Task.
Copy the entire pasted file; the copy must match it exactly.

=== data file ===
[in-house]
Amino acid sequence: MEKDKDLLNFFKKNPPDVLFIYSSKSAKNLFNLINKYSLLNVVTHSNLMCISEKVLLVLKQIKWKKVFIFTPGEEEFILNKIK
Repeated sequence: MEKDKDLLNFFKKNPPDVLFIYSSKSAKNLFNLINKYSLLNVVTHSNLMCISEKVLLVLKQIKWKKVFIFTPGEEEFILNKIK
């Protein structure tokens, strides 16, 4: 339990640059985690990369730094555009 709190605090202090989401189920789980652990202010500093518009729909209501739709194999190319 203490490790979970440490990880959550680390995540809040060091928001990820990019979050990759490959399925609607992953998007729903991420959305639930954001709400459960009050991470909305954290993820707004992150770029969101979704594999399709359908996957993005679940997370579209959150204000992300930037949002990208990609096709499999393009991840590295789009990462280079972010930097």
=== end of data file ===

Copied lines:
[in-house]
Amino acid sequence: MEKDKDLLNFFKKNPPDVLFIYSSKSAKNLFNLINKYSLLNVVTHSNLMCISEKVLLVLKQIKWKKVFIFTPGEEEFILNKIK
Repeated sequence: MEKDKDLLNFFKKNPPDVLFIYSSKSAKNLFNLINKYSLLNVVTHSNLMCISEKVLLVLKQIKWKKVFIFTPGEEEFILNKIK
């Protein structure tokens, strides 16, 4: 339990640059985690990369730094555009 709190605090202090989401189920789980652990202010500093518009729909209501739709194999190319 203490490790979970440490990880959550680390995540809040060091928001990820990019979050990759490959399925609607992953998007729903991420959305639930954001709400459960009050991470909305954290993820707004992150770029969101979704594999399709359908996957993005679940997370579209959150204000992300930037949002990208990609096709499999393009991840590295789009990462280079972010930097």